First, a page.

When the children found out, they came to my house and told me: “Thank God you have internet because we have many exams that the teacher has sent us.” I felt such great satisfaction, as if God had told me, Nidia, I need you to make yourself available to the children who are in need of support.” I was very happy that these children sought me out and that I have been able to help them. Now they can send their exams to the teacher, since the only way to submit their work is through a virtual platform. When they first came to see me they were very worried and distressed because 1) they did not have access to the internet and 2) they did not have a telephone to send it.
Latina Republic: How do you juggle your own studies with helping the children who stop by throughout the day?
Sometimes it’s a little hectic. I am in the second year of my career in journalism at the UNAH. I study in the mornings and frequently, students arrive to use the internet, submit their homework online or ask questions about their studies. It works out. While I take my classes, I am also able to help them. It makes for a busy day, but with God’s blessing, we get through it.
Latina Republic: How old are they?
Most of them are school-aged children who are in first and second grade and older, between 6 to 12 years old. There is also a girl who is taking medical school classes but does not have access to the internet. I help on average, 4 little children a day. Two are my permanent students that I have started helping since the pandemic started, and the others have been arriving in the last 3-4 weeks.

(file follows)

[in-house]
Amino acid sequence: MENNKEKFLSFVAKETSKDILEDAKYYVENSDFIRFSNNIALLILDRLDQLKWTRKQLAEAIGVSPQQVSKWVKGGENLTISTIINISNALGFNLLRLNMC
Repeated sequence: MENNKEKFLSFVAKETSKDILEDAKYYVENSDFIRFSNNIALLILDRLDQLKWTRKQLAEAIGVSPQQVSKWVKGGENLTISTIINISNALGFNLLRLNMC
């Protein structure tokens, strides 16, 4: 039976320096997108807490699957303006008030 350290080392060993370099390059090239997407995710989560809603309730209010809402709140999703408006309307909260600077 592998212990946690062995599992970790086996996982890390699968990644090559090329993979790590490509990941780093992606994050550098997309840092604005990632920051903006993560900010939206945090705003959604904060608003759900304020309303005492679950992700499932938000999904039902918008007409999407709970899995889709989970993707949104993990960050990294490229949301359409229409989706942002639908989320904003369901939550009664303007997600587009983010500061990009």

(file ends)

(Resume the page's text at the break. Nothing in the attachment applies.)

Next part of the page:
Latina Republic: What is the current educational climate in Honduras?
The country is in quarantine and youth and university students are taking virtual classes. It’s hard to imagine when we’ll go back to college. The number of cases of COVID-19 have been expanding to the towns, and rural areas. This has been making it difficult for us to contain the virus. If we don’t, it will lengthen the amount of time we will have to continue with virtual classes.
Latina Republic: Do they ask you questions about their homework?
Yes, that was one of the reasons why I felt motivated to help. Many parents have not studied and do not have the knowledge in various subjects. So some ask me about certain topics and in those cases, I thoroughly prepare myself in that topic so that I can help them with what they need to know. If I can’t figure it out, I ask one of my university advisors for help: “Excuse me, professor, I haven’t studied this for a while, can you explain it to me so I can explain it to the children?”
On several occasions the teachers send children their homework without teaching the subject. The children tell me: “I really don’t understand this. They just sent it to me and the teacher didn’t explain what I am supposed to do.” I don’t always remember all the topics, but I help them as best as I can and so far, they have been able to complete their exams and submit them.
Latina Republic: How do students get their study guides?
Currently, teachers drop off the study guides at each student’s home, but they do not explain the tasks. This is the reason I wanted to investigate this new system. I wanted to find out, how teachers are educating the children now. What the children have been telling me is that they hand out exams without explaining the content. Luckily not all teachers are doing this. One of my students recently told me: “My teacher is explaining to us. He calls each of us to explain the task, but he is the only teacher who is doing this. ”
This teacher is trying really hard. He is doing his part.
Latina Republic: What does your mom think of what you do?
She is very proud.
Latina Republic: Why did you choose journalism?
It had to do with my test scores. But I think I am in the wrong major. I am undecided. I really like psychology. It’s in my heart.
Latina Republic: What inspires you to keep giving?
Helping in these moments of crisis is very important. Our country is going through a crisis and many students have stopped taking classes because they do not have access to the internet. It feels really good to be able to do mi granito de arena, my small part to help.